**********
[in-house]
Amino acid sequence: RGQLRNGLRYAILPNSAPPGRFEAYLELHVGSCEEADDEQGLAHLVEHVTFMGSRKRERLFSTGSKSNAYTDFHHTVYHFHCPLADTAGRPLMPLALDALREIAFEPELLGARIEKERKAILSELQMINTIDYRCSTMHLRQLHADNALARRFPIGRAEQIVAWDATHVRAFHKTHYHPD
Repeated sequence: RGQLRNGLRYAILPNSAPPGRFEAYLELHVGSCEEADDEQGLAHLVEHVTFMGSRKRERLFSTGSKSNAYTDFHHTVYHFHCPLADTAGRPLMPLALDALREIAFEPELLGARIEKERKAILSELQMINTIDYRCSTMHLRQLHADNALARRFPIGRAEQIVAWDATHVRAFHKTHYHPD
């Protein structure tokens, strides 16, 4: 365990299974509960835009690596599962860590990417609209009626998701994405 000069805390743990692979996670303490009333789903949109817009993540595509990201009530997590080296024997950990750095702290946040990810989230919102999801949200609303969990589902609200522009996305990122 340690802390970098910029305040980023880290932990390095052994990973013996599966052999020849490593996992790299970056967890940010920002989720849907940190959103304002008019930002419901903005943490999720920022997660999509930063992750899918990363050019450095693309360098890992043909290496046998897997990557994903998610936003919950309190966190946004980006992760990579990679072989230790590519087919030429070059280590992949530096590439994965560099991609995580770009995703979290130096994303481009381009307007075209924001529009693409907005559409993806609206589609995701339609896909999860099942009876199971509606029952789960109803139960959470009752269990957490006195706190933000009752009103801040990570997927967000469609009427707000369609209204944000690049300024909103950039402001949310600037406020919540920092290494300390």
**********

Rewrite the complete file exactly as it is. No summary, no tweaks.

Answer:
[in-house]
Amino acid sequence: RGQLRNGLRYAILPNSAPPGRFEAYLELHVGSCEEADDEQGLAHLVEHVTFMGSRKRERLFSTGSKSNAYTDFHHTVYHFHCPLADTAGRPLMPLALDALREIAFEPELLGARIEKERKAILSELQMINTIDYRCSTMHLRQLHADNALARRFPIGRAEQIVAWDATHVRAFHKTHYHPD
Repeated sequence: RGQLRNGLRYAILPNSAPPGRFEAYLELHVGSCEEADDEQGLAHLVEHVTFMGSRKRERLFSTGSKSNAYTDFHHTVYHFHCPLADTAGRPLMPLALDALREIAFEPELLGARIEKERKAILSELQMINTIDYRCSTMHLRQLHADNALARRFPIGRAEQIVAWDATHVRAFHKTHYHPD
């Protein structure tokens, strides 16, 4: 365990299974509960835009690596599962860590990417609209009626998701994405 000069805390743990692979996670303490009333789903949109817009993540595509990201009530997590080296024997950990750095702290946040990810989230919102999801949200609303969990589902609200522009996305990122 340690802390970098910029305040980023880290932990390095052994990973013996599966052999020849490593996992790299970056967890940010920002989720849907940190959103304002008019930002419901903005943490999720920022997660999509930063992750899918990363050019450095693309360098890992043909290496046998897997990557994903998610936003919950309190966190946004980006992760990579990679072989230790590519087919030429070059280590992949530096590439994965560099991609995580770009995703979290130096994303481009381009307007075209924001529009693409907005559409993806609206589609995701339609896909999860099942009876199971509606029952789960109803139960959470009752269990957490006195706190933000009752009103801040990570997927967000469609009427707000369609209204944000690049300024909103950039402001949310600037406020919540920092290494300390």